KAREN Roudenko has had a lot of paid work over the years, but volunteering to help the elderly has by far been the most rewarding to her.
The retired local volunteers with GoCo Tamworth, and it's the best thing she's ever done.
"I used to do volunteering with Meals on Wheels but this is fantastic and I come in a few times a week for it. I live out of town and travelling doesn't bother me at all because I absolutely love it," Mrs Roudenko said.
She's only been doing it for about five weeks, but she hasn't looked back.
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"I take them out to coffee shops and some shopping and do some in-house ones as well, so elderly people who have dementia," she told the Leader.
"I take some painting and craft work that their family didn't think they'd be interested in but they're loving it, and that makes me happy, that gives me such satisfaction that they're happy."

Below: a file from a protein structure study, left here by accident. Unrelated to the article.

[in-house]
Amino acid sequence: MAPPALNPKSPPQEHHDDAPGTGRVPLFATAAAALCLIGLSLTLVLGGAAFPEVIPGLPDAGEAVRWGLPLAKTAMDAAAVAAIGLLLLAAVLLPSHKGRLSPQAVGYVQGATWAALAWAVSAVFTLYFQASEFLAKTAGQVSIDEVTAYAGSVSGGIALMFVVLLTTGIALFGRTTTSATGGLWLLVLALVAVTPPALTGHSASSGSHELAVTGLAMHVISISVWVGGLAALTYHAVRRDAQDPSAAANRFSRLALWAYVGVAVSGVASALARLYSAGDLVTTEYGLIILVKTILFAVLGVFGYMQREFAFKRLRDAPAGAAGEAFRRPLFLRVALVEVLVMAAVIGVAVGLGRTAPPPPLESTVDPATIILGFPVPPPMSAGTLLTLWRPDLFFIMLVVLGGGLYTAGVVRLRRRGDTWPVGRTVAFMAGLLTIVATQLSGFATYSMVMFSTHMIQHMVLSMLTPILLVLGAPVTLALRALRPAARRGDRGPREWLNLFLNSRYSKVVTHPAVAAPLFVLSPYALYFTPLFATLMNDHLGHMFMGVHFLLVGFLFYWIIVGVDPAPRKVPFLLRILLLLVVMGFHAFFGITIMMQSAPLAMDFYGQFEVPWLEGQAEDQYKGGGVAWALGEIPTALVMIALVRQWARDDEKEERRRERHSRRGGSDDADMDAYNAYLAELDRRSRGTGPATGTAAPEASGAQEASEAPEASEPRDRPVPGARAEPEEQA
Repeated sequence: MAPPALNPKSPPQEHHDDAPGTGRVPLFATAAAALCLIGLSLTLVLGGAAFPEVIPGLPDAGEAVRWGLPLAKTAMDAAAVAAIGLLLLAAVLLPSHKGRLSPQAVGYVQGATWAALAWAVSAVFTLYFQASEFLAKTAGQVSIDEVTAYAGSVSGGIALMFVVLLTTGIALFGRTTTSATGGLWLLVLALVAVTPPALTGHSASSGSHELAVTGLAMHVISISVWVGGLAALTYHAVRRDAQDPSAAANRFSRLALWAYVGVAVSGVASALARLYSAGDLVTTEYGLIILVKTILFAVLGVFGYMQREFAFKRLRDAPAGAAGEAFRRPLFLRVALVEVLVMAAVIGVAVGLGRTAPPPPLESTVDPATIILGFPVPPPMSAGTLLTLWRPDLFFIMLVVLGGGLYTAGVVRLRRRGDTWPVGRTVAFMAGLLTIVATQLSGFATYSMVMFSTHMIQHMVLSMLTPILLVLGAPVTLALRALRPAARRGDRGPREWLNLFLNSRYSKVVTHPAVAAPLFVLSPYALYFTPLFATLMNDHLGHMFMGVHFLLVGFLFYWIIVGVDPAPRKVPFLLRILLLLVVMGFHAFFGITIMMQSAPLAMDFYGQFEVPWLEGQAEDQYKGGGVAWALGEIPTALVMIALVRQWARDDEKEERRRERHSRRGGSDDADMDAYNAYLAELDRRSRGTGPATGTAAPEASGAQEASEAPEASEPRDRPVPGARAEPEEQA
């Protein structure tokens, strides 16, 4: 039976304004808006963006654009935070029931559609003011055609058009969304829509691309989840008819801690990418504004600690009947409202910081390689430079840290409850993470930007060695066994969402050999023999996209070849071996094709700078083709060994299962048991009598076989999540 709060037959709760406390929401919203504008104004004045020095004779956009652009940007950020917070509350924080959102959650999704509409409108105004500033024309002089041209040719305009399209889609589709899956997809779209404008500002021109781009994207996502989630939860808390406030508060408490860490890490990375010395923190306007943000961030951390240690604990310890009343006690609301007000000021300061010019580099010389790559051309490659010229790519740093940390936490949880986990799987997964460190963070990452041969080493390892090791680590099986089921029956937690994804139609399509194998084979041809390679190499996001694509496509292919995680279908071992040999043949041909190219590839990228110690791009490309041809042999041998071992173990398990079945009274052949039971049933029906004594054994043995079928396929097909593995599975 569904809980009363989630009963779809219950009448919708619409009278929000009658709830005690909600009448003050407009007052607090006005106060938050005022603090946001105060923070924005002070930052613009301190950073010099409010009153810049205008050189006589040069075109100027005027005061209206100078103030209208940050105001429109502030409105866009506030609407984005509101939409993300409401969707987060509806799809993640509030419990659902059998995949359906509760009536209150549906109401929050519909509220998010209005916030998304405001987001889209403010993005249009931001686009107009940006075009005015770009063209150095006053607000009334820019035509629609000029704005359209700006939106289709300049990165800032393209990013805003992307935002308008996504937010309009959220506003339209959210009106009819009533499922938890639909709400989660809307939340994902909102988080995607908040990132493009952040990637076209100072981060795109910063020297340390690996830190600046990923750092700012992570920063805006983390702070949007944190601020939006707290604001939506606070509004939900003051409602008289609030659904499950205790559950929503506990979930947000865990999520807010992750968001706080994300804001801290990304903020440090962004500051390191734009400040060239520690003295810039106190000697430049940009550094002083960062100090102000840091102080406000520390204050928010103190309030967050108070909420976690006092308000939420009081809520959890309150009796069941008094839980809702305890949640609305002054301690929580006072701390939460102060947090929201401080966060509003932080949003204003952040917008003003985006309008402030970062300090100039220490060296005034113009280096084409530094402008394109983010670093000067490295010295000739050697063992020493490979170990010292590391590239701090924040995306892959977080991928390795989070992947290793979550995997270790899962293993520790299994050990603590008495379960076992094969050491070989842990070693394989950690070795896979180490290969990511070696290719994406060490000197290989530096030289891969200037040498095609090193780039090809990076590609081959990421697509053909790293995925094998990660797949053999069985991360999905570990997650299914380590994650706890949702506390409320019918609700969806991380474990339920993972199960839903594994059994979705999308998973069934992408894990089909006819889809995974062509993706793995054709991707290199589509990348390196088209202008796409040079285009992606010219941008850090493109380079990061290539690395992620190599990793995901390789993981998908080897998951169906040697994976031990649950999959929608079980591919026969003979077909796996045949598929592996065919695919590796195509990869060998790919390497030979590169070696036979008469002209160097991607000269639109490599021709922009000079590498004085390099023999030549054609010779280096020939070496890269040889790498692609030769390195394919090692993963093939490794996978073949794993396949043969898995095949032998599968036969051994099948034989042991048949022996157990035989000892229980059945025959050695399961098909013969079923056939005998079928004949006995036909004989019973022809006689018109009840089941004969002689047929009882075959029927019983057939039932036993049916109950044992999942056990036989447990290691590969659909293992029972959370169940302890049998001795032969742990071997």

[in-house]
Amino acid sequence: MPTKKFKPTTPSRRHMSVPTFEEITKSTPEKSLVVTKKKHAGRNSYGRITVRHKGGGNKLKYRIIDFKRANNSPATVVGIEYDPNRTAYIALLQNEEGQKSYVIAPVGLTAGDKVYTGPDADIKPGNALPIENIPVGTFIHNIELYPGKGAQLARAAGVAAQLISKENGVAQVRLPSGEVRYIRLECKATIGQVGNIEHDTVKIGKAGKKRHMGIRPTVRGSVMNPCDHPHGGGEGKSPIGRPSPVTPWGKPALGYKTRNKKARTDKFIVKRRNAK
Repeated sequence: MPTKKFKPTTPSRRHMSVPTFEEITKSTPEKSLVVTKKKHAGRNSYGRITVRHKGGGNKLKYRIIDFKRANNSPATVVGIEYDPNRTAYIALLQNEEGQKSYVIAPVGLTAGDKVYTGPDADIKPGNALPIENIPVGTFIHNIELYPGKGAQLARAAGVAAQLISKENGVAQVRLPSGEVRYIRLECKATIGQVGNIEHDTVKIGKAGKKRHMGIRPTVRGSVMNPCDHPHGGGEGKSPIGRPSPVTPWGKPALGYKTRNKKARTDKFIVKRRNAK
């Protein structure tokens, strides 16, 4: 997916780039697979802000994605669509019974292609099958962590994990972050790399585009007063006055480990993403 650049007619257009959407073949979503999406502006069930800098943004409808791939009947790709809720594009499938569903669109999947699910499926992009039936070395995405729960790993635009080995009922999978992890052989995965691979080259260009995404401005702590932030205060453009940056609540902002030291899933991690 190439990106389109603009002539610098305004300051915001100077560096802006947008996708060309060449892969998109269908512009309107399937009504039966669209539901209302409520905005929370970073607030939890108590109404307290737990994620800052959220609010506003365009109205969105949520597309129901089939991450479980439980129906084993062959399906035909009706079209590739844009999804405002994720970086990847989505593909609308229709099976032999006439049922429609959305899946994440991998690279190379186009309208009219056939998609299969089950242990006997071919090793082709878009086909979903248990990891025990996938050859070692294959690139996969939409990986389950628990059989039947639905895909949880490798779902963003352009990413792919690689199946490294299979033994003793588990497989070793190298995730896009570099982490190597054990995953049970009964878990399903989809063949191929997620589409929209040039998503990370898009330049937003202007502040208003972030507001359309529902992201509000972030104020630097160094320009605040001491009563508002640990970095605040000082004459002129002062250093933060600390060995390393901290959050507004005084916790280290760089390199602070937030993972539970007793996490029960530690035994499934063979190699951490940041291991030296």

As part of National Volunteers Week, GoCo spoilt about 40 volunteers from Tamworth, Gunnedah, Barraba, Nundle and Kootingal to a luncheon at the Riviera Bar and Grill.
The Leader also caught up with GoCo Gunnedah volunteer Christine White at this event. She's been on the team for about five years, alongside her husband, Richard.
She said times have changed since she first started lending a hand, as she now primarily takes clients from Gunnedah to Tamworth for GP appointments.
"A lot of them can't get to doctors with the way Gunnedah is now, there's only a few doctors," she said.
"Most of them are coming here to Tamworth and the only way they can get here is with GoCo. All their sons and daughters are working so they're stranded in their homes so I think the word's getting out there now to contact a service like GoCo."
Fellow husband and wife team Peter and Adrienne Hancock reflected on their favourite thing about being part of the GoCo Barraba team, too.
Mrs Hancock enjoys seeing the people, but she misses them when she's not out and about helping them.
Her husband helps out with the men's morning tea on the second Monday of every month.
"Normally they have a guest speaker from various places in town and we just talk about normal day-to-day things. The main thing is to check on their welfare," Mr Hancock said.